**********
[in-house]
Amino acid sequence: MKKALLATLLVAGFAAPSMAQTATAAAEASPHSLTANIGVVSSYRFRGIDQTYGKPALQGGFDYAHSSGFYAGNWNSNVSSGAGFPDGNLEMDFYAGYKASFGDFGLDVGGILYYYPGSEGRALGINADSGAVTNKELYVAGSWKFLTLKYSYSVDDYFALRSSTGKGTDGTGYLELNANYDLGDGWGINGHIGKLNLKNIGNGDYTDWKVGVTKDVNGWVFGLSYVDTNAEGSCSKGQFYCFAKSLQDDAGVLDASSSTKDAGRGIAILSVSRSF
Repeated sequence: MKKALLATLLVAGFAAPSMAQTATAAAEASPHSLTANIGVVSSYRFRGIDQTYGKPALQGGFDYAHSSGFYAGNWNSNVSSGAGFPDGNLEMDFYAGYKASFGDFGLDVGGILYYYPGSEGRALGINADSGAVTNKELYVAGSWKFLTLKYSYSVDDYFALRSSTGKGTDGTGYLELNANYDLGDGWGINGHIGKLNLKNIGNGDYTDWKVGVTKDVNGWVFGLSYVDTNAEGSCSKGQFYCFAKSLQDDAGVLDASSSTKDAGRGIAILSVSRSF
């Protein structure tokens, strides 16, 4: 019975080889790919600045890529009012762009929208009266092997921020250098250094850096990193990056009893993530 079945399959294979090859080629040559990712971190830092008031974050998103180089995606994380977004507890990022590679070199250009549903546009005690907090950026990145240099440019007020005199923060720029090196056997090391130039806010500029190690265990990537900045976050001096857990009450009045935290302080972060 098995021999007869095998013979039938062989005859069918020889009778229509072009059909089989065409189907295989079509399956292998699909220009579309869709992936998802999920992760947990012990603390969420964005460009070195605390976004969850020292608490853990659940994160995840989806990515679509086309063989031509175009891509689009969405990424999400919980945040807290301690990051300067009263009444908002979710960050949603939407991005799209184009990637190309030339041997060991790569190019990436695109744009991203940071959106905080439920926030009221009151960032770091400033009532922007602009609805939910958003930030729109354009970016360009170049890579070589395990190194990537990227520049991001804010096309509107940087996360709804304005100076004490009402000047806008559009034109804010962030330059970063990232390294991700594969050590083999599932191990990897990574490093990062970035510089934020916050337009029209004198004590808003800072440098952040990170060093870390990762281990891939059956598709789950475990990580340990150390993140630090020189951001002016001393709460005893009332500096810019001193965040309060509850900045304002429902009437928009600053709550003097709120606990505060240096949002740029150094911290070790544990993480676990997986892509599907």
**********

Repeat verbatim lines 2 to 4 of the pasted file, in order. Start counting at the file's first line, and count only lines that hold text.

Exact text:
Amino acid sequence: MKKALLATLLVAGFAAPSMAQTATAAAEASPHSLTANIGVVSSYRFRGIDQTYGKPALQGGFDYAHSSGFYAGNWNSNVSSGAGFPDGNLEMDFYAGYKASFGDFGLDVGGILYYYPGSEGRALGINADSGAVTNKELYVAGSWKFLTLKYSYSVDDYFALRSSTGKGTDGTGYLELNANYDLGDGWGINGHIGKLNLKNIGNGDYTDWKVGVTKDVNGWVFGLSYVDTNAEGSCSKGQFYCFAKSLQDDAGVLDASSSTKDAGRGIAILSVSRSF
Repeated sequence: MKKALLATLLVAGFAAPSMAQTATAAAEASPHSLTANIGVVSSYRFRGIDQTYGKPALQGGFDYAHSSGFYAGNWNSNVSSGAGFPDGNLEMDFYAGYKASFGDFGLDVGGILYYYPGSEGRALGINADSGAVTNKELYVAGSWKFLTLKYSYSVDDYFALRSSTGKGTDGTGYLELNANYDLGDGWGINGHIGKLNLKNIGNGDYTDWKVGVTKDVNGWVFGLSYVDTNAEGSCSKGQFYCFAKSLQDDAGVLDASSSTKDAGRGIAILSVSRSF
């Protein structure tokens, strides 16, 4: 019975080889790919600045890529009012762009929208009266092997921020250098250094850096990193990056009893993530 079945399959294979090859080629040559990712971190830092008031974050998103180089995606994380977004507890990022590679070199250009549903546009005690907090950026990145240099440019007020005199923060720029090196056997090391130039806010500029190690265990990537900045976050001096857990009450009045935290302080972060 098995021999007869095998013979039938062989005859069918020889009778229509072009059909089989065409189907295989079509399956292998699909220009579309869709992936998802999920992760947990012990603390969420964005460009070195605390976004969850020292608490853990659940994160995840989806990515679509086309063989031509175009891509689009969405990424999400919980945040807290301690990051300067009263009444908002979710960050949603939407991005799209184009990637190309030339041997060991790569190019990436695109744009991203940071959106905080439920926030009221009151960032770091400033009532922007602009609805939910958003930030729109354009970016360009170049890579070589395990190194990537990227520049991001804010096309509107940087996360709804304005100076004490009402000047806008559009034109804010962030330059970063990232390294991700594969050590083999599932191990990897990574490093990062970035510089934020916050337009029209004198004590808003800072440098952040990170060093870390990762281990891939059956598709789950475990990580340990150390993140630090020189951001002016001393709460005893009332500096810019001193965040309060509850900045304002429902009437928009600053709550003097709120606990505060240096949002740029150094911290070790544990993480676990997986892509599907």